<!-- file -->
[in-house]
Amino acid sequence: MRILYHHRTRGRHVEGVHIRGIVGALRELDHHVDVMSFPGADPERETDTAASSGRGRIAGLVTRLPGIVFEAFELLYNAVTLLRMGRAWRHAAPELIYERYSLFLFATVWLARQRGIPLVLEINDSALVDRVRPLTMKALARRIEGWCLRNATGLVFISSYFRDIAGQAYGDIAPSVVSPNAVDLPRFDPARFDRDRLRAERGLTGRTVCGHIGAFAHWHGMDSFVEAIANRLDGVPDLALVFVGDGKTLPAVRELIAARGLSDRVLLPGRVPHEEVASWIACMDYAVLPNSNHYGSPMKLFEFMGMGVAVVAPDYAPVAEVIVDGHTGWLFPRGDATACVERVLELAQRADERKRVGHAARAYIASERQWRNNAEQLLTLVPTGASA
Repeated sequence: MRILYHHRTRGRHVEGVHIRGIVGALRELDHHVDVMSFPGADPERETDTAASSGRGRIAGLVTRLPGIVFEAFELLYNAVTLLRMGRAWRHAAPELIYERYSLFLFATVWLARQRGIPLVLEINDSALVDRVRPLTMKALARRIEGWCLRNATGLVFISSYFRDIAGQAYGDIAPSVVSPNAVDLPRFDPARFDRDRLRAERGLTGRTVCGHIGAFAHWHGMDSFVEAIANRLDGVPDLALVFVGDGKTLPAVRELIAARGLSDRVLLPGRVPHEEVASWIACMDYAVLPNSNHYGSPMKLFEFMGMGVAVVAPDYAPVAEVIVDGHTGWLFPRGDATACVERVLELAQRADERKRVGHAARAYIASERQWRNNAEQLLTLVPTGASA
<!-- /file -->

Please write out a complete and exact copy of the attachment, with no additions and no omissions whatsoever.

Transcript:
[in-house]
Amino acid sequence: MRILYHHRTRGRHVEGVHIRGIVGALRELDHHVDVMSFPGADPERETDTAASSGRGRIAGLVTRLPGIVFEAFELLYNAVTLLRMGRAWRHAAPELIYERYSLFLFATVWLARQRGIPLVLEINDSALVDRVRPLTMKALARRIEGWCLRNATGLVFISSYFRDIAGQAYGDIAPSVVSPNAVDLPRFDPARFDRDRLRAERGLTGRTVCGHIGAFAHWHGMDSFVEAIANRLDGVPDLALVFVGDGKTLPAVRELIAARGLSDRVLLPGRVPHEEVASWIACMDYAVLPNSNHYGSPMKLFEFMGMGVAVVAPDYAPVAEVIVDGHTGWLFPRGDATACVERVLELAQRADERKRVGHAARAYIASERQWRNNAEQLLTLVPTGASA
Repeated sequence: MRILYHHRTRGRHVEGVHIRGIVGALRELDHHVDVMSFPGADPERETDTAASSGRGRIAGLVTRLPGIVFEAFELLYNAVTLLRMGRAWRHAAPELIYERYSLFLFATVWLARQRGIPLVLEINDSALVDRVRPLTMKALARRIEGWCLRNATGLVFISSYFRDIAGQAYGDIAPSVVSPNAVDLPRFDPARFDRDRLRAERGLTGRTVCGHIGAFAHWHGMDSFVEAIANRLDGVPDLALVFVGDGKTLPAVRELIAARGLSDRVLLPGRVPHEEVASWIACMDYAVLPNSNHYGSPMKLFEFMGMGVAVVAPDYAPVAEVIVDGHTGWLFPRGDATACVERVLELAQRADERKRVGHAARAYIASERQWRNNAEQLLTLVPTGASA